Polynesian to Pomo

In this space I have celebrated anything and everything driving the technological future of setting forth upon the water. Now is the moment to appreciate a few unique efforts to preserve the heart and spirit of what went before, and what we hope will be a future for the waterways calling us to set forth upon the water, forever and forever.

Finishing the 2011 Transpacific Yacht Race from Los Angeles to Honolulu, more people than ever arrived in Honolulu on their high-tech raceboats talking about trash polluting the Pacific Ocean . . .

And now approaching the mainland are six Polynesian sailing canoes, vaca moanas, arriving from the far reaches of the Pacific with the message: “If we don’t pay attention to the needs of the ocean, we won’t survive as humans.”

If you need for me to tell you that Magnus Danbolt’s photograph was taken in tropical waters, not in Northern California, you are perhaps not qualified to read on

The vacas bring a simple message, as important long-term as a debt ceiling agreement in Washington. More so. The unanimity of alarm among evidence-based ocean scientists should alarm even the industry flaks who serve up allegedly-balancing counter views to misguided reporters.

Funded by the Okeanos Foundation, the Pacific Voyage began with the departure of the first canoe from Aotearoa, New Zealand in April and has proceeded from one island group to the next. The most recent departure point was Hawai’i. From the web site at Pacific Voyagers I copy:

The canoes are built following a traditional model. Apart from the hull, which is made of fiberglass to protect the environment from tree loss, we used traditional materials. The vaka are very simple, with no running water or fossil fuel-burning engines, apart from natural gas, which is used for cooking only. The traditional design and materials of the vaka are combined with a modern technology: with the energy of the sun we drive solar-powered engines. Whereas the ancestors were using wind to power their movement, we are using wind and sun. In this way, we have merged the best of two worlds – a symbol for how we could bring ancient and modern knowledge together to travel safely into the future.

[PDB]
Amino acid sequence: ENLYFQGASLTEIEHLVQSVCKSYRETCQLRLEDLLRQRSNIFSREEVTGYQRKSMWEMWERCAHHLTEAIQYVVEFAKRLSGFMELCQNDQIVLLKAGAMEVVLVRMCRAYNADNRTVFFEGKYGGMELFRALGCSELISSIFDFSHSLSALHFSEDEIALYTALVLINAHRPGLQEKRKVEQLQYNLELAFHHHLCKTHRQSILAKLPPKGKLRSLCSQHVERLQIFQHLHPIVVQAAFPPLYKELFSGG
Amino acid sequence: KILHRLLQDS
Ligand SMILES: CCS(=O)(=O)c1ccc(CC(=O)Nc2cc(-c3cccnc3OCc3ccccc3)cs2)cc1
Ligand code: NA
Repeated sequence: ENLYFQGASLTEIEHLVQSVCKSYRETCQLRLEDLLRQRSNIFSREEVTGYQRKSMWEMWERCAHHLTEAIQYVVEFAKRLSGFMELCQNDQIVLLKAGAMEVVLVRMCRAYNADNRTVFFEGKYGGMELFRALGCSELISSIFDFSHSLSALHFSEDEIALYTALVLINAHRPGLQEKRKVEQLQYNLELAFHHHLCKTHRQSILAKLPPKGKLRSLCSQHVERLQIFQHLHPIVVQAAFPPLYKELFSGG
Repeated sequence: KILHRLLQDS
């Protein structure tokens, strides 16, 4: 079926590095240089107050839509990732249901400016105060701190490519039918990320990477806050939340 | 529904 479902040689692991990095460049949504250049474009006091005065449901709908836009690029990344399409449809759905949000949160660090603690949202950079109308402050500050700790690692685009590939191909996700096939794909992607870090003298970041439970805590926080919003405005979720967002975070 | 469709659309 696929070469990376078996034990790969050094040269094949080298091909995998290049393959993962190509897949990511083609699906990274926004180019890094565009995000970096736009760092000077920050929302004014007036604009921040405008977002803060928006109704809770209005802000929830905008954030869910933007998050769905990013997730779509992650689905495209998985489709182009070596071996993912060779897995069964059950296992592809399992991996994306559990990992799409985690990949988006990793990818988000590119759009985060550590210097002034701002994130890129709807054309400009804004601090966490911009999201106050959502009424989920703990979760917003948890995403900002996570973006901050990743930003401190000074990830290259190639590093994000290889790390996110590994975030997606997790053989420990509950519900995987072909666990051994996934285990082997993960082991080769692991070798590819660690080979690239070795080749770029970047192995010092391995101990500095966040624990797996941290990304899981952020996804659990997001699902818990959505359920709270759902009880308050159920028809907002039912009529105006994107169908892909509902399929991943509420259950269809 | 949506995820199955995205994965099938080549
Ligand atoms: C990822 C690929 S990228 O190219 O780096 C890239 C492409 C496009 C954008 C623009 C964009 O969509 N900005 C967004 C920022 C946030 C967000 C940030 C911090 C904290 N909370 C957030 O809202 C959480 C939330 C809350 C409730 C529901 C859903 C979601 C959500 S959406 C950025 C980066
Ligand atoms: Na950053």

The ethic is, “To not disturb Tangaroa, the God of the Sea. Move your paddle silently through the sea.”

Photo courtesy Gaualofa/Pacific Voyagers

Coming in from Kauai, after leading the group into the shelter of Drakes Bay and with others stalled at sea for lack of wind, the word from Marumaru Atua (Cook Islands) was all about cold, cold, cold. The crew may or may not have left Kauai aware of the saying, which applies broadly along the Northern California coastline, where south-flowing currents draw up water from the depths, “I spent the coldest winter of my life one summer in San Francisco.”

Arrival in San Francisco Bay was rescheduled from Saturday to Sunday to (let’s hope) Monday. As of Sunday afternoon, two canoes were sheltering in Drakes Bay and four were drifting that direction with little breeze and slow progress. Tentative arrival now is 5 pm Monday. The fleet’s progress can be monitored via Facebook (search Pacific Voyagers) or via AIS at MarineTraffic.com. The group at sea reported sighting a young fin whale trailing castoff fishing gear and a synthetic rope (won’t go away). And so it goes—

The canoes are scheduled to be in San Francisco Bay, at Treasure Island, until an August 8 departure for Monterey, then Santa Barbara, Catalina, LA, and San Diego for a long stopover there, followed by a voyage south as far as the Galapagos, and back into the South Pacific. A public opportunity is offered from 1000 to 1600 on August 6 to meet and greet the crews at Treasure Island.